Be going to
Going to - English Grammar Today - a reference to written and spoken English grammar and usage - Cambridge Dictionary. That's going to be the most popular postcard in Rome. Esa va a ser la postal mas popular en Roma. However, this is not going to be an easy process. Sin embargo, este no va a ser un proceso facil. So my pages is going to be a book. Asi que mis paginas van a ser un libro.
More examples: The phone rings Julie: I 'll get it! I 'm going to go on holiday next week. Of course, this is possible, but normally we plan our holidays more in advance! Other points about the future: We use the present continuous tense for definite future arrangements. Often, it doesn't really matter if we choose 'be going to' or the present continuous. In the following example, there is really very little difference in meaning: I 'm going to the cinema tonight.
I 'm going to go to the cinema tonight. We use the present simple tense in two cases. First, we use it for a timetabled event in the future, like public transport or the start of a class: My train leaves at six tonight. His class starts at 9am tomorrow. Second, we use it after certain words, when the sentence has a future meaning. She's going to study after she finishes dinner. Please drink some water as soon as you complete the race. Need more practice? Get more Perfect English Grammar with our courses.
Welcome to Perfect English Grammar! I'm Seonaid and I hope you like the website. Please contact me if you have any questions or comments. What's the difference? John: Really? In that case, I'll go and get some. A decision before the moment of speaking: Julie: There's no milk. John: I know. I'm going to go and get some when this TV programme finishes. A prediction based on opinion: I think the Conservatives will win the next election.
A how to use net share command based on something we can see or hear now: The Conservatives are going to win the election. They already have most of the votes. A future fact: The sun will rise tomorrow.
Try an exercise about 'will' and 'be going to' here. A decision at the moment of speaking: Julie: There's no milk.
It's going to be dark soon. Look at the line. It's going to take a long time to get a table. The sun is coming out. It's going to be a beautiful day after all. Only five people signed up? My boss is not going to speak to such a small audience. I got a D on my exam. My parents are going to kill me. Keep up the good work and you're going to get a. Often, it doesn't really matter if we choose 'be going to' or the present continuous. In the following example, there is really very little difference in meaning: I'm going to the cinema tonight. I'm going to go to the cinema tonight. We use the present simple tense in two cases. First, we use it for a timetabled event in the future, like. BE GOING TO in the Past Tense. When BE GOING TO is used in the past tense, it refers to something that was going to happen but in the end it did not happen. Examples: I was going to call you but I lost your phone number. It was going to rain but suddenly the sun appeared. We were going to buy a new TV but then we changed our minds.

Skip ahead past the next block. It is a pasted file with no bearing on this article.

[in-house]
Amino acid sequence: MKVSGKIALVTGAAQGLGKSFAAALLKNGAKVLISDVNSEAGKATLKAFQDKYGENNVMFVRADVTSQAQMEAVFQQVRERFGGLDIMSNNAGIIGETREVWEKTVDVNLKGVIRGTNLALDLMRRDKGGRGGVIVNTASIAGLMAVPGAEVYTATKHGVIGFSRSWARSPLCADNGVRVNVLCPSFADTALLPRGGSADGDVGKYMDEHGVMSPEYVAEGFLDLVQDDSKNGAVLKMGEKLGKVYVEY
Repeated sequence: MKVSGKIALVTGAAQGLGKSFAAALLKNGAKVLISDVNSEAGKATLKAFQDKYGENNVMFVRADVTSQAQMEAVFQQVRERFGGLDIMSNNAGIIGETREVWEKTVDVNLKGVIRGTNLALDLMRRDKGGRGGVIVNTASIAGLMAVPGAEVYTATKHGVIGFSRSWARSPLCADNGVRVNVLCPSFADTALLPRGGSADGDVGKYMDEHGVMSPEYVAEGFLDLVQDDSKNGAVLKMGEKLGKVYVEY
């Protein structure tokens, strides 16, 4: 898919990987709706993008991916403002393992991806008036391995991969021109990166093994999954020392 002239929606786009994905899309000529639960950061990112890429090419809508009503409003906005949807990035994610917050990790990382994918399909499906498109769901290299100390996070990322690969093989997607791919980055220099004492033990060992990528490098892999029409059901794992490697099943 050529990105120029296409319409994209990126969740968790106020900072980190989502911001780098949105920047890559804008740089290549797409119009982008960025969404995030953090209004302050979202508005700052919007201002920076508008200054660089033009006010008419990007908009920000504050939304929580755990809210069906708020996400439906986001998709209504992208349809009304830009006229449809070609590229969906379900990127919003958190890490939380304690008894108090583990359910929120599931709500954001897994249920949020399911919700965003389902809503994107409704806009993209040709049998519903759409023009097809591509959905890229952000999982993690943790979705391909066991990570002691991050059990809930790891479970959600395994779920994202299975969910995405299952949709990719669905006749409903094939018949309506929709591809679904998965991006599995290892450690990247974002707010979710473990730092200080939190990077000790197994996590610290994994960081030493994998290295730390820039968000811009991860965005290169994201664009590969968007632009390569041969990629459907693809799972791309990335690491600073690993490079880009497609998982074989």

The infographic provides a good summary of "be going to" but let's take a closer look at the form and uses with more explanation and examples. When printing, in the "fit" section, select "shrink to fit" to scale the entire infographic to fit on one page].
We can use contractions e. We can also add "not" in front of "going to" to form the negative. Pronunciation Note : When we speak, we also often say "gonna" instead of "going to. For example, I'm going to play tennis this afternoon sounds like: Aym gonna play tennis To form of questions, we invert the subject e. We can use "going to" to describe a planned action that will happen in the near future.
In this situation, we've already decided or planned this action. Note : We can also use the present continuous to talk about planned future arrangements. They are very close in meaning so it's possible to use either:. Sometimes learners wonder if the verb "go" can be used with "be going to" because it seems strange to repeat "go" twice. Yes, it is correct to use either form with the verb "go. The only real difference is that u sing the present continuous going to is shorter than saying "going to go.
We can use "going to" to express a prediction a guess or estimate about what may happen in the future based on what is happening right now. As noted above, "be going to" and the present continuous have basically the same meaning when talking about the future. I recommend you read this page to better understand these differences. With English, the World is Your Oyster!
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